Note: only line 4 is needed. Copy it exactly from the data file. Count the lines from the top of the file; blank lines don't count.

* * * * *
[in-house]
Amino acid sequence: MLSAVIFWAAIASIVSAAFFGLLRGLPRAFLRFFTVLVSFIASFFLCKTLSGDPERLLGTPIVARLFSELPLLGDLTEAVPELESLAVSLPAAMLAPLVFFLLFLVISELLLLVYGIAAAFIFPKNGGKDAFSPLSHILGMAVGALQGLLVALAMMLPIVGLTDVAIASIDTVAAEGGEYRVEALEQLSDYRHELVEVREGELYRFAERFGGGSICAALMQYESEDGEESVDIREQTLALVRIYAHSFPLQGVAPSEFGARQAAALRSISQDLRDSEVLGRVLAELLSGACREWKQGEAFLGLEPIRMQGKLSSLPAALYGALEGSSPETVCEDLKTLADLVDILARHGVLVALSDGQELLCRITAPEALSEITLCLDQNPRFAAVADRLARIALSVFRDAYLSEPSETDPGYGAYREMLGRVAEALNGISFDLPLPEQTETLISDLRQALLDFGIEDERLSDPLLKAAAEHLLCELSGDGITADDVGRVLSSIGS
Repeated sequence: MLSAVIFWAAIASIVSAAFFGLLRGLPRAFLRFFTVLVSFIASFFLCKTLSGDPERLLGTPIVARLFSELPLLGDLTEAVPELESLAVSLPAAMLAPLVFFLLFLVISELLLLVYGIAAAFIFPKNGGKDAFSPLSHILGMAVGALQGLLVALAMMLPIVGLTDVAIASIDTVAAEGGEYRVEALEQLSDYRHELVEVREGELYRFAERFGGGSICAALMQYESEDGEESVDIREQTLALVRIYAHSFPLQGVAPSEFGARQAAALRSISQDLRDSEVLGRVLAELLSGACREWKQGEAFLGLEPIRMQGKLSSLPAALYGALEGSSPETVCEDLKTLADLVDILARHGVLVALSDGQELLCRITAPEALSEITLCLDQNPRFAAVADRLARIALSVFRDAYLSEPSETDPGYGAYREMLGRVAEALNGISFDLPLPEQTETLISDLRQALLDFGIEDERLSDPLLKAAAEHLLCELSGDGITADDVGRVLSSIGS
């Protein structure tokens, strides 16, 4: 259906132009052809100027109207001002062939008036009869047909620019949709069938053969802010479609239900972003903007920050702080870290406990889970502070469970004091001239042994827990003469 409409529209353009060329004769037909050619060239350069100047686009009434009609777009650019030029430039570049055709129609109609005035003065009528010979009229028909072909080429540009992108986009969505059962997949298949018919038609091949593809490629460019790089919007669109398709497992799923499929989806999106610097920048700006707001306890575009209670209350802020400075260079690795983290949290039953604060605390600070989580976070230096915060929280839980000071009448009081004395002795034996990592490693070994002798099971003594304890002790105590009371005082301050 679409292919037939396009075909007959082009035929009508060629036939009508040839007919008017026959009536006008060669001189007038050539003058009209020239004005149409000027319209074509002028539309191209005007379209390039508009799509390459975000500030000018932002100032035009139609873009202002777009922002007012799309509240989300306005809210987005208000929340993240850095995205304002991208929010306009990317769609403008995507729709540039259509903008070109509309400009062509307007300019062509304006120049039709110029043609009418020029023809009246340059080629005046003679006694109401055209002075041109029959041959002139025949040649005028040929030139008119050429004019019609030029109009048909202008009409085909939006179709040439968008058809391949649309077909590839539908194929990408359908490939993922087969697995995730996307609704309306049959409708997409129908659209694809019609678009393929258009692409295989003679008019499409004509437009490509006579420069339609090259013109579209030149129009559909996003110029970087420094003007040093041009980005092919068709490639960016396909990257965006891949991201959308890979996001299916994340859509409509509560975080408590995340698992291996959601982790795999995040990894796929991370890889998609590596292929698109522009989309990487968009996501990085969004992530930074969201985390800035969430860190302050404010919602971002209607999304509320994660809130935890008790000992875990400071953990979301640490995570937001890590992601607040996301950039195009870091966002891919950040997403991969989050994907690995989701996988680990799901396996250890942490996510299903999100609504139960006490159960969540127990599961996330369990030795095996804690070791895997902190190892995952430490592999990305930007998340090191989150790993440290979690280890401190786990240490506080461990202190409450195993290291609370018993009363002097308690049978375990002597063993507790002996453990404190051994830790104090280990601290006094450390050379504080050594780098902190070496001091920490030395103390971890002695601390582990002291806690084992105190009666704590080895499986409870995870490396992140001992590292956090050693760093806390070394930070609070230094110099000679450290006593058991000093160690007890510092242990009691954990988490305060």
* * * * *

């Protein structure tokens, strides 16, 4: 259906132009052809100027109207001002062939008036009869047909620019949709069938053969802010479609239900972003903007920050702080870290406990889970502070469970004091001239042994827990003469 409409529209353009060329004769037909050619060239350069100047686009009434009609777009650019030029430039570049055709129609109609005035003065009528010979009229028909072909080429540009992108986009969505059962997949298949018919038609091949593809490629460019790089919007669109398709497992799923499929989806999106610097920048700006707001306890575009209670209350802020400075260079690795983290949290039953604060605390600070989580976070230096915060929280839980000071009448009081004395002795034996990592490693070994002798099971003594304890002790105590009371005082301050 679409292919037939396009075909007959082009035929009508060629036939009508040839007919008017026959009536006008060669001189007038050539003058009209020239004005149409000027319209074509002028539309191209005007379209390039508009799509390459975000500030000018932002100032035009139609873009202002777009922002007012799309509240989300306005809210987005208000929340993240850095995205304002991208929010306009990317769609403008995507729709540039259509903008070109509309400009062509307007300019062509304006120049039709110029043609009418020029023809009246340059080629005046003679006694109401055209002075041109029959041959002139025949040649005028040929030139008119050429004019019609030029109009048909202008009409085909939006179709040439968008058809391949649309077909590839539908194929990408359908490939993922087969697995995730996307609704309306049959409708997409129908659209694809019609678009393929258009692409295989003679008019499409004509437009490509006579420069339609090259013109579209030149129009559909996003110029970087420094003007040093041009980005092919068709490639960016396909990257965006891949991201959308890979996001299916994340859509409509509560975080408590995340698992291996959601982790795999995040990894796929991370890889998609590596292929698109522009989309990487968009996501990085969004992530930074969201985390800035969430860190302050404010919602971002209607999304509320994660809130935890008790000992875990400071953990979301640490995570937001890590992601607040996301950039195009870091966002891919950040997403991969989050994907690995989701996988680990799901396996250890942490996510299903999100609504139960006490159960969540127990599961996330369990030795095996804690070791895997902190190892995952430490592999990305930007998340090191989150790993440290979690280890401190786990240490506080461990202190409450195993290291609370018993009363002097308690049978375990002597063993507790002996453990404190051994830790104090280990601290006094450390050379504080050594780098902190070496001091920490030395103390971890002695601390582990002291806690084992105190009666704590080895499986409870995870490396992140001992590292956090050693760093806390070394930070609070230094110099000679450290006593058991000093160690007890510092242990009691954990988490305060």